First and Last Name/s of Presenters

Kylie CalandraFollow

Mentor/s

Dr. Matthew F. Moran

Location

University Commons

Start Day/Time

4-21-2017 1:00 PM

End Day/Time

4-21-2017 3:00 PM

Abstract

Female athletes are at an increased risk for anterior cruciate ligament (ACL) injuries by noncontact mechanisms (Beutler et al., 2009). Women’s lacrosse is one of the fastest growing sports, rendering a need for increased attention to potential factors of these injuries (Dick et al., 2007). PURPOSE: This is the first study to use the Landing Error Scoring System (LESS) to study the effect of holding a lacrosse stick (Mihata et al., 2006) and will provide normative data. METHODS: The LESS was used on 20 collegiate women’s lacrosse players (19.7±1.4 yo, 60.8±5.6 kg, 1.66±0.06 m) to examine jump landing mechanics with a lacrosse stick (WS) versus without (WO). Participants jumped forward off a 30-cm box to a spot on the floor 50% of their body height, and performed a maximal vertical jump upon landing. Hi-speed video (240Hz) was recorded in the sagittal and frontal planes. Sixteen biomechanical criteria were subsequently scored. RESULTS: There was a significant relationship between poor landing mechanics and holding a lacrosse stick reflected in the LESS scores (WS=4.46±0.69, WO=3.16±0.79, p0.05). CONCLUSIONS: Holding a lacrosse stick caused participants to receive a higher LESS score and land with a less flexed knee, hip, and trunk, indicating poor landing mechanics and a potentially increased risk of a non-contact ACL injury. Key words: Anterior cruciate ligament, lacrosse, biomechanics, Landing Error Scoring System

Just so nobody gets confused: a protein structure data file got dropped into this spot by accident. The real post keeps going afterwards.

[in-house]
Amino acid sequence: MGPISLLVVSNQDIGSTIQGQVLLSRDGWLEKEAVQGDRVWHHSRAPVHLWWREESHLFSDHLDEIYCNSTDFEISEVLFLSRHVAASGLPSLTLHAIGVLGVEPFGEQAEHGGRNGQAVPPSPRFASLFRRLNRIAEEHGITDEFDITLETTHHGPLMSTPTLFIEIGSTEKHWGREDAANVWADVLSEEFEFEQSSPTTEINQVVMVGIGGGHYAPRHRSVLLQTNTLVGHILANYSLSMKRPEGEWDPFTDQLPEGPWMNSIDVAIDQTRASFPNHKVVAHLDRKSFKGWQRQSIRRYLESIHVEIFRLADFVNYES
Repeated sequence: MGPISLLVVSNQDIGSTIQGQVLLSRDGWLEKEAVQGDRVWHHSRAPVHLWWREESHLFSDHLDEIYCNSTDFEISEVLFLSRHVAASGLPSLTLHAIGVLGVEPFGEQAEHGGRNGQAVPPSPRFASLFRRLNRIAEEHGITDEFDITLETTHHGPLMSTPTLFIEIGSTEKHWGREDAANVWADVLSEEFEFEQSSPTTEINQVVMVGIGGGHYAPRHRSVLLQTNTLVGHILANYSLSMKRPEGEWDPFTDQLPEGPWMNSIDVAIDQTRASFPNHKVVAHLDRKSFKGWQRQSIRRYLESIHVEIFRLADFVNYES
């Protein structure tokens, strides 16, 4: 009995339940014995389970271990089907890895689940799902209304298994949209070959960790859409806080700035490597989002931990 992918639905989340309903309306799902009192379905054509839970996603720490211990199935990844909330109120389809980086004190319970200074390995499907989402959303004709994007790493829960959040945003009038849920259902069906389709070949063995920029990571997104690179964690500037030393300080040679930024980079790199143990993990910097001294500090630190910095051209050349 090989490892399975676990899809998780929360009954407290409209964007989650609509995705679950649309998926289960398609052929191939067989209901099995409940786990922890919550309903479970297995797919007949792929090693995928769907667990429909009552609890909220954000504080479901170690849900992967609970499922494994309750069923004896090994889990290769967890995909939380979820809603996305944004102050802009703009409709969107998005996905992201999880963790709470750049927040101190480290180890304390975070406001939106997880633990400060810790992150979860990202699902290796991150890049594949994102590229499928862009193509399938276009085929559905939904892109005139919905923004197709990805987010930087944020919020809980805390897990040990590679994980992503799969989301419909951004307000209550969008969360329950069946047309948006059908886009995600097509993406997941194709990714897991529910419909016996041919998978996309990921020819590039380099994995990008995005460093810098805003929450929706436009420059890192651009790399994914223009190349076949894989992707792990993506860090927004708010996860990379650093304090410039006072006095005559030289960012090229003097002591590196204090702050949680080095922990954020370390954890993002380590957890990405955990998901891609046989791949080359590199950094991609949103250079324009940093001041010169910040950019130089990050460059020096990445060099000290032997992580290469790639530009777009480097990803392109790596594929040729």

College

College of Health Professions

College and Major available

Exercise Science UG

Keywords

Female athletes, Women's lacross, ACL injury

Document Type

Poster

Creative Commons License

Creative Commons Attribution-Noncommercial-Share Alike 3.0 License
This work is licensed under a Creative Commons Attribution-Noncommercial-Share Alike 3.0 License.

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Apr 21st, 1:00 PM Apr 21st, 3:00 PM

Influence of Holding a Lacrosse Stick on Landing Mechanics

University Commons

Female athletes are at an increased risk for anterior cruciate ligament (ACL) injuries by noncontact mechanisms (Beutler et al., 2009). Women’s lacrosse is one of the fastest growing sports, rendering a need for increased attention to potential factors of these injuries (Dick et al., 2007). PURPOSE: This is the first study to use the Landing Error Scoring System (LESS) to study the effect of holding a lacrosse stick (Mihata et al., 2006) and will provide normative data. METHODS: The LESS was used on 20 collegiate women’s lacrosse players (19.7±1.4 yo, 60.8±5.6 kg, 1.66±0.06 m) to examine jump landing mechanics with a lacrosse stick (WS) versus without (WO). Participants jumped forward off a 30-cm box to a spot on the floor 50% of their body height, and performed a maximal vertical jump upon landing. Hi-speed video (240Hz) was recorded in the sagittal and frontal planes. Sixteen biomechanical criteria were subsequently scored. RESULTS: There was a significant relationship between poor landing mechanics and holding a lacrosse stick reflected in the LESS scores (WS=4.46±0.69, WO=3.16±0.79, p0.05). CONCLUSIONS: Holding a lacrosse stick caused participants to receive a higher LESS score and land with a less flexed knee, hip, and trunk, indicating poor landing mechanics and a potentially increased risk of a non-contact ACL injury. Key words: Anterior cruciate ligament, lacrosse, biomechanics, Landing Error Scoring System

 

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